The promise of user comments is how readers can provide insightful, and sometimes surprising, information that changes the way we cover the news. However, too often, user comments can be a wasteland of hate, ignorance and rants. More often than not that happens because we—journalists, editors, and producers—don’t pay enough attention to creating a welcoming and interesting place for user to participate in our work. We have some suggestions on how to turn that around and make our comment spaces useful to both journalists and the audience.
Here’s the thing that almost anyone who has spent time moderating comments for a website knows: most comments are terrible. They are racist, mean-spirited and hateful—and even the ones that have good intentions are often simply uneducated.
Yet, user contributions have powered some of the most intriguing journalistic projects to appear in recent years, like the Guardian’s Tracking the Trackers project or like National Geographic’s Life in a Day film project.
In each of those cases, user comments provided valuable information that we could share to enhance our coverage, helped direct us to the type of information and coverage we should do to best serve our audience and allowed our audience to engage in healthy discussion with each other.
In the best case scenarios, that is what comments can and should do. They allow our users to tell us what they want out of us, which we can incorporate into our decision making about what stories and what angles to cover in order to better serve our audiences.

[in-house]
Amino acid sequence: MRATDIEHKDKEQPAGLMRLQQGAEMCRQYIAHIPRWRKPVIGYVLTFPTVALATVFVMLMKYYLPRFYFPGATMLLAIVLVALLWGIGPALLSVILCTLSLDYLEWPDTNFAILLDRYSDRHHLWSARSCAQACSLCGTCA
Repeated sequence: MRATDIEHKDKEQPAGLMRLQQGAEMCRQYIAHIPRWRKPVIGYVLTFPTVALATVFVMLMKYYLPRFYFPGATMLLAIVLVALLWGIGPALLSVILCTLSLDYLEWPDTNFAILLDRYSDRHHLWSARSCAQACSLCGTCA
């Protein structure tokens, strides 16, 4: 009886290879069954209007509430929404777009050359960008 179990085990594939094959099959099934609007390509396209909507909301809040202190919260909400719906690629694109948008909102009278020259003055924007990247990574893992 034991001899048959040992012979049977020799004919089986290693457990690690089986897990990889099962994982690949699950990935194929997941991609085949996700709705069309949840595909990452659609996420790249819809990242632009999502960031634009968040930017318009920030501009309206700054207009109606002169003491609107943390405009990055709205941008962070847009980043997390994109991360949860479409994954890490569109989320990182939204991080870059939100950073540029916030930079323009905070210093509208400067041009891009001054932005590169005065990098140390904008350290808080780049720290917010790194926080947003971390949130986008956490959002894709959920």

Example: The Student Union asked the audience what topics they wanted to know about. One of the answers was medical school. The article that resulted is the site’s most popular ever.
Comments can allow us to get perspectives and information from people we might never otherwise have access to, or never otherwise think to ask, which can greatly enhance our coverage.
Example: NPR was reporting a story about people who lose items of sentimental value to theft. They asked their Facebook audience to share stories of having this happen. They ended up getting great content to build into their article.
Example: PBS wanted to find out whether heightened security at airports was actually causing the predicted catastrophic delays. They reached out to their audience, asking them simply to report how long it took them to get through security, creating a nationwide picture of the situation.